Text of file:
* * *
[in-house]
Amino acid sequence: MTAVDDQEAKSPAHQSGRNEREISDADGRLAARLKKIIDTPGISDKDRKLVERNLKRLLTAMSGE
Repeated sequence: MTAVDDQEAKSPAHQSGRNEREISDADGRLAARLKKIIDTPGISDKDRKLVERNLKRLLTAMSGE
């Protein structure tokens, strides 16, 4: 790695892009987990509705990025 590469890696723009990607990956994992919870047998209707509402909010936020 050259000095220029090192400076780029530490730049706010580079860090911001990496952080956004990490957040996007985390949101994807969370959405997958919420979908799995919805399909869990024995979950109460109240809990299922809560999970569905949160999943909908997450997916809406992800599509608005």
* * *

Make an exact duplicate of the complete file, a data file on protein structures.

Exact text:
[in-house]
Amino acid sequence: MTAVDDQEAKSPAHQSGRNEREISDADGRLAARLKKIIDTPGISDKDRKLVERNLKRLLTAMSGE
Repeated sequence: MTAVDDQEAKSPAHQSGRNEREISDADGRLAARLKKIIDTPGISDKDRKLVERNLKRLLTAMSGE
């Protein structure tokens, strides 16, 4: 790695892009987990509705990025 590469890696723009990607990956994992919870047998209707509402909010936020 050259000095220029090192400076780029530490730049706010580079860090911001990496952080956004990490957040996007985390949101994807969370959405997958919420979908799995919805399909869990024995979950109460109240809990299922809560999970569905949160999943909908997450997916809406992800599509608005």